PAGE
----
When your partner wants non-monogamy and you don’t

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In my practice as a relationship consultant and polyamory expert, I regularly meet people who love each other very much and who have radically different relationship needs. Most often it is a man who wants to have a polyamorous relationship and a woman who wishes to remain monogamous, but sometimes it’s the woman who wants to be poly and the man who is devoutly monogamous. Either way, it can be extremely painful for both people. There are a few things to consider if you find yourself in this position.

Source: Wikimedia Commons

Excuse you for leaving?

For some people, trying to open a relationship is the last attempt to save them from breaking up. A few people in my 15 year study on polyamorous families explained how becoming polyamorous saved their marriage from divorced, although they are in the minority. Unfortunately, becoming poly to avoid divorce works very rarely, and much more often the relationship self-destructs more dramatically than it would otherwise. Because polyamory is so emotionally intense and requires such focused and compassionate communication, it can be difficult even for people in stable relationships who aren’t experiencing significant conflict. For those in high-conflict relationships, becoming polyamorous to save a relationship works just as well as having a baby to save a marriage, abominably.

If you are unhappy in your relationship and see polyamory as a “one foot out” strategy, please reconsider your decision. Not only is your original relationship unlikely to survive the rigors of honest communication and complex feelings, you will most likely hurt other people you date in your polyamorous experimentation. If you know that things are truly over, then break away from your old relationship completely and take a moment to catch your breath before you dive into a poly relationship. This will save everyone involved from excruciating pain.

Communicate first, no cheating

Because polyamory is built on a foundation of mutual trust, respect, honesty, and communication, it is important to implement these relationship strategies immediately. Hearing “Honey, I’ve started seeing someone else and I want to open up our relationship” can upset even the most self-confident person. The transition to an open relationship from a monogamous relationship is tricky at best, and trying to cheat first makes it even more difficult. Communication first, then sex.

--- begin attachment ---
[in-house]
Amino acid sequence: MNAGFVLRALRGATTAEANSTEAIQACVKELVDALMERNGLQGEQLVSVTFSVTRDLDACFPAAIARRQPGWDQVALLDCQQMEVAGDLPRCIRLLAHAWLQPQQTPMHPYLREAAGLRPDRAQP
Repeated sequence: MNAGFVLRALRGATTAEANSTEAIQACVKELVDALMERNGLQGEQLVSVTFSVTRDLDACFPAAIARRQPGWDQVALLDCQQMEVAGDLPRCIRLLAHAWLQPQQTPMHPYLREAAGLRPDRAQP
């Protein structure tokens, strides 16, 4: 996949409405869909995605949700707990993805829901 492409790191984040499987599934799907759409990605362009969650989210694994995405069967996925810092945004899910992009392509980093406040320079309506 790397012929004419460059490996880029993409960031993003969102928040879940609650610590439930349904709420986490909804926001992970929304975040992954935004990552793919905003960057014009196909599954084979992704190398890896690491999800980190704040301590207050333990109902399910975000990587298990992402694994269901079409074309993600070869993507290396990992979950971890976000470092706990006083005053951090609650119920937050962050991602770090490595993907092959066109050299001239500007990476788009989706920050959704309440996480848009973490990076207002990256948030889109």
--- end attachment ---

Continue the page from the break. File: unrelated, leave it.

Meet the needs of the existing partner

If someone feels like they haven’t had enough Warning, sex, love or care of their partner, the idea of ​​sharing this already insufficient supply will not mix. In order to make polyamory more palatable to your reluctant partner, be sure to not only meet their needs now, but also reassure them that their needs will continue to be met in the future.

Part of meeting your partner’s needs is refraining from shaming, bullying, or harass. The monogamous person should avoid shaming the poly-hunched person for being unhappy with monogamy– it may not even be a choice for them. If the poly person is poly by sexual orientation, it is no more realistic to expect them to be thrilled with monogamy than to expect a lesbian to be thrilled to be married to a man. Conversely, monogamy can also be a sexual orientation, and mono-leaning people should not be humiliated or harassed in polyamory against their will. Harassment leads to false consent and, very soon after, relationship breakdown.

Start small

If a partner just wants a little openness and can be satisfied with something less threatening than falling for someone else, consider starting small. Swinging can provide the person who wants consensual non-monogamy with access to sexual variety while keeping the couple at the center of their concerns in order to help the lean person feel safe with small steps. Attending a swing club for a night out can help couples communicate their feelings and desires without making anyone else think it will be an ongoing relationship. People can set their own limits in swing clubs: it’s OK to just go and watch, or flirt with others and not have sex with them.